New York

Mark Klett

Pace/MacGill Gallery

The great landscape photographs made by Timothy O’Sullivan, A. J. Russell, and others on the expeditions that explored the American West after the Civil War revealed a desolate, awesomely beautiful land. The West depicted in these densely detailed images was a place of breathtaking panoramas, of huge, grotesquely misshapen boulders, of implausibly dramatic geological formations; it was a land that seemed to certify the Romantic idea of nature as a repository of transcendental forces locked in chthonic struggle. In a sense these photographs could be taken as proof of the very assumptions that underlay their esthetic.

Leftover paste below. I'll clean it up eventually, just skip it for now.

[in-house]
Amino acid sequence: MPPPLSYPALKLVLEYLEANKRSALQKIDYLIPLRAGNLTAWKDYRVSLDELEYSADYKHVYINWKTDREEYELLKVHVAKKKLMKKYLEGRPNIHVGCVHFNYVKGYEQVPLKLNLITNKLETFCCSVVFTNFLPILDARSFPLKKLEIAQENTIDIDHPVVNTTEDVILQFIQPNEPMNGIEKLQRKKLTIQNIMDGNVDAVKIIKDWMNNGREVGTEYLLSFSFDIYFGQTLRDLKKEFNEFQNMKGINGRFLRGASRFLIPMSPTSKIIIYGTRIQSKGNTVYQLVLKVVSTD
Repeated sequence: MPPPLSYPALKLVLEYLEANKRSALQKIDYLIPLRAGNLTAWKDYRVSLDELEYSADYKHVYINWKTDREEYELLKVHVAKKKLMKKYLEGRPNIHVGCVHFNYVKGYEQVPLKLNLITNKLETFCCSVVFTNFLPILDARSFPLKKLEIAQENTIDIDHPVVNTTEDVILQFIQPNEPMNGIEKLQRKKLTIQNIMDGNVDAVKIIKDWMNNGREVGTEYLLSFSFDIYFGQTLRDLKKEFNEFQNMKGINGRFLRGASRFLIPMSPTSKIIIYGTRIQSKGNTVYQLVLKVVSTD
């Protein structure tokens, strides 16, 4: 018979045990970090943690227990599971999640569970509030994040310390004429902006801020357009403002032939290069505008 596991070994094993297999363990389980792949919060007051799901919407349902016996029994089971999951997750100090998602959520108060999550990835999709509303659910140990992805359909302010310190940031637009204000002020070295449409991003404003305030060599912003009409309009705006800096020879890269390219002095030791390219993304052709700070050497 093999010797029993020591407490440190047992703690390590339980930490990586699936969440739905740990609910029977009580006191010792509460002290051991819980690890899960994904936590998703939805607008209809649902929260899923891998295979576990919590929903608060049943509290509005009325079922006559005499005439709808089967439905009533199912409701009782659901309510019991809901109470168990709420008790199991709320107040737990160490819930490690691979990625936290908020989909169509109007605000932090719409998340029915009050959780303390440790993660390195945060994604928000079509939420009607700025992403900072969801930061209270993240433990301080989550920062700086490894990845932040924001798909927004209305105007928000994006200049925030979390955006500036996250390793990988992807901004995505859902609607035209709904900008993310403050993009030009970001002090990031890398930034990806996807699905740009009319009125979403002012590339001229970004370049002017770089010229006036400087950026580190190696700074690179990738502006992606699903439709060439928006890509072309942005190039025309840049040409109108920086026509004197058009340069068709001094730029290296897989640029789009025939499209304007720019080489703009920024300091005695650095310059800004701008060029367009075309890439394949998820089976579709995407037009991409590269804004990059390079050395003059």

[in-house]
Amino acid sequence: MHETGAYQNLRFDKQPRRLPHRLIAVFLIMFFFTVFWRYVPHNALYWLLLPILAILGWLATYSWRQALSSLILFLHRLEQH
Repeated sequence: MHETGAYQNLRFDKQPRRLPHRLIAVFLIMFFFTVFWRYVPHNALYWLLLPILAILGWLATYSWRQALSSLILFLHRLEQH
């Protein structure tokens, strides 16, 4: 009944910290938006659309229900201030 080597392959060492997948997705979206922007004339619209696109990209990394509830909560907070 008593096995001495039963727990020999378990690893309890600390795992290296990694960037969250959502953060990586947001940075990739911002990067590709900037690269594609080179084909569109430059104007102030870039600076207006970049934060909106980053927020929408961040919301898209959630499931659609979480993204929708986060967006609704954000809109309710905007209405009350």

It’s not surprising that Mark Klett should adopt the style of these images in his large black and white Western landscapes; in the late ’70s Klett was chief photographer on a project to remake many of the survey photographs taken by those 19th-century photographers, from exactly

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